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Viticulture Association of the Santa Cruz Mountains

  Pruning & Weeds

Map with permission of VinMaps


Winter 2009

Happy New Year yet again! Itís amazing to think that we are almost ready to close out the first decade of the millennium. It has been a great run for Santa Cruz wine grape growers and everyone is to be congratulated for their dedication to excellence. Wines from our humble appellation continue to garner attention and accolades. It starts in the vineyard. Cheers to everyone!

In January we see the bones of the vineyard. Dormancy is the time to repair trellis wire and stakes, straighten rows, and deal with hardware problems. It is best to perform these tasks after pruning because it is easier to see the infrastructure. There is no canopy and there is less wood to work around. Flag hardware issues as you prune so they are easy to find for repair later.

Winter is the time to perform weed control before undesirable plants get a chance to grow big. This can be accomplished easily with hoes or flamers in smaller vineyards. If you use the Internet, Google ďRed Dragon Propane FlamersĒ or ďpropane weed controlĒ for more information. Another option during dry conditions is to use tractor implements to mechanically remove as much vegetation as possible. You can also go in with a weed whacker on larger weeds. Be sure to get in there before the weed flowers and seeds form or you will just add to the seed bank of undesirable plants in row. Herbicides can be an option. If you go this route pay attention to the chemicalís mode of action and your vineyardís soil type to protect ground water. When the weather warms up the weeds will grow exponentially. Get them under control now to reduce effort later.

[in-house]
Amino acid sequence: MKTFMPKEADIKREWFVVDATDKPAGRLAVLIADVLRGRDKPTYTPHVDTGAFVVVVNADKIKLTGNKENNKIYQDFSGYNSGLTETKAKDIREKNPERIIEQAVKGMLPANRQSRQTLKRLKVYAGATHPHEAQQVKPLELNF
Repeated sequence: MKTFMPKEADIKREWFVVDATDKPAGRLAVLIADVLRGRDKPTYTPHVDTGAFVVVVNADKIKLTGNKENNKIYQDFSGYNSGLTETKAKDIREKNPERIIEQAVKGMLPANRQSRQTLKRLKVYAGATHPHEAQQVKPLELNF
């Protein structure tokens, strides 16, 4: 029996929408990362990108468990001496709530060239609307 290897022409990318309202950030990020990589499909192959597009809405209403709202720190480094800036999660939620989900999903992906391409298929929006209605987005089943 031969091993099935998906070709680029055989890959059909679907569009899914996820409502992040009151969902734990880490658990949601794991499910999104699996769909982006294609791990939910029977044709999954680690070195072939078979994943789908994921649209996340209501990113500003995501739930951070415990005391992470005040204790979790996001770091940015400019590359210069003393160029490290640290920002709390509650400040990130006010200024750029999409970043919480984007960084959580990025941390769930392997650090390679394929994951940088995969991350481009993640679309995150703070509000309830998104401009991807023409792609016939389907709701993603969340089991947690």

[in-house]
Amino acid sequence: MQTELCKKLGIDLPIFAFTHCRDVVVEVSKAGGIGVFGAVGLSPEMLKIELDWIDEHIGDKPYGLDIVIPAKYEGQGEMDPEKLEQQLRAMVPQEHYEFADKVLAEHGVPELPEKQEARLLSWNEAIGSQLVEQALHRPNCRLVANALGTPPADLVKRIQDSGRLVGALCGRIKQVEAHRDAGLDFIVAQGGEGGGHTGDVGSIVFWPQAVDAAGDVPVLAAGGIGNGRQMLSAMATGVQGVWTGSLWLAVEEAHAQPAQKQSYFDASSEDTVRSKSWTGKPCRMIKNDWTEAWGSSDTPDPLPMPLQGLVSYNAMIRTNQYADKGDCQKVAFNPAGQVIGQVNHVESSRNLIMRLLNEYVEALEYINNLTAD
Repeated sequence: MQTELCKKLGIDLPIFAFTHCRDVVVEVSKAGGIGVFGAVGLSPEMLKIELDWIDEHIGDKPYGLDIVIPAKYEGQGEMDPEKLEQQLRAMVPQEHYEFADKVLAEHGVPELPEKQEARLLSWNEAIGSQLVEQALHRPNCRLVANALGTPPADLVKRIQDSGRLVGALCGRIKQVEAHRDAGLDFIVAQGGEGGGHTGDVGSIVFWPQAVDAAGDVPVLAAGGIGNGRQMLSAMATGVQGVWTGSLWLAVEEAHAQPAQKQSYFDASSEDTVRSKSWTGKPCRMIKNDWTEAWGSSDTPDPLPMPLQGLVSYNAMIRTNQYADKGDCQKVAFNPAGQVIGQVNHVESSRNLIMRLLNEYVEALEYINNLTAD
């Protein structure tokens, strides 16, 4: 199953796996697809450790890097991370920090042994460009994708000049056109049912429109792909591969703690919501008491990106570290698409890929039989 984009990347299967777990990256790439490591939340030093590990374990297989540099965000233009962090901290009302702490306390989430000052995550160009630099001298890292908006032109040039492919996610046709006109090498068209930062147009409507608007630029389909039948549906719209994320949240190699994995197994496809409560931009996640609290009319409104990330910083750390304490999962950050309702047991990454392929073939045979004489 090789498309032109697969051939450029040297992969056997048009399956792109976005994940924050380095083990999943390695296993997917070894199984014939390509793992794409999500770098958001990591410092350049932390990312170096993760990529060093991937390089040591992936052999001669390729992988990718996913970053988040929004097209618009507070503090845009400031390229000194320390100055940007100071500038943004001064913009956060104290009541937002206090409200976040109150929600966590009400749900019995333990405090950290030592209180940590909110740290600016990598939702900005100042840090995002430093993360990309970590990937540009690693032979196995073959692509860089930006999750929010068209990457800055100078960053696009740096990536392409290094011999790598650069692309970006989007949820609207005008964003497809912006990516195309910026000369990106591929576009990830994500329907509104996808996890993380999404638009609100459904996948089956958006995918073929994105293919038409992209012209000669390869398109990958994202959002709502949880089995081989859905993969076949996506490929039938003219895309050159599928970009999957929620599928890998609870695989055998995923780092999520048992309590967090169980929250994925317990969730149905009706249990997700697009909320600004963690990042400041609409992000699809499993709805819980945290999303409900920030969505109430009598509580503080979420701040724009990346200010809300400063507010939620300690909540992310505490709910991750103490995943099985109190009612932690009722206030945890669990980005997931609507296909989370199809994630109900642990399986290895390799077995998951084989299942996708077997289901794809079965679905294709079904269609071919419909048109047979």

Walk your vineyard. Take note of where the vineyard is strong and where there is weakness or missing canes. The vigor of a vine will dictate how you might prune it for the coming year. Watch for new gopher holes popping up as soon as the soil warms.  Get the first generation of gophers under control now. Many growers have had tremendous success with the cinch traps demonstrated by Thomas Whitman at one of our previous meetings. Check our website for contact information. Many of the vineyards I work with have abandoned chemical controls and other trapping methods for the cinch traps because they are so effective and relatively easy to use.

Patience is key in pruning just as it is in almost every aspect of wine. Each year we finish the holidays and awake to the New Year full of ambition. Instead it may be time for yet another cup of hot chocolate, perhaps an espresso, or even a glass of your very favorite wine that somehow escaped the family celebration. It is a time for reflection and evaluation of where your vineyard is today and where you want it to be.  Consider the history. Are there spots susceptible to frost? Is there a block that always buds first?  Is there an area that ripens before itís time? Is there a spot that never fully matures in season?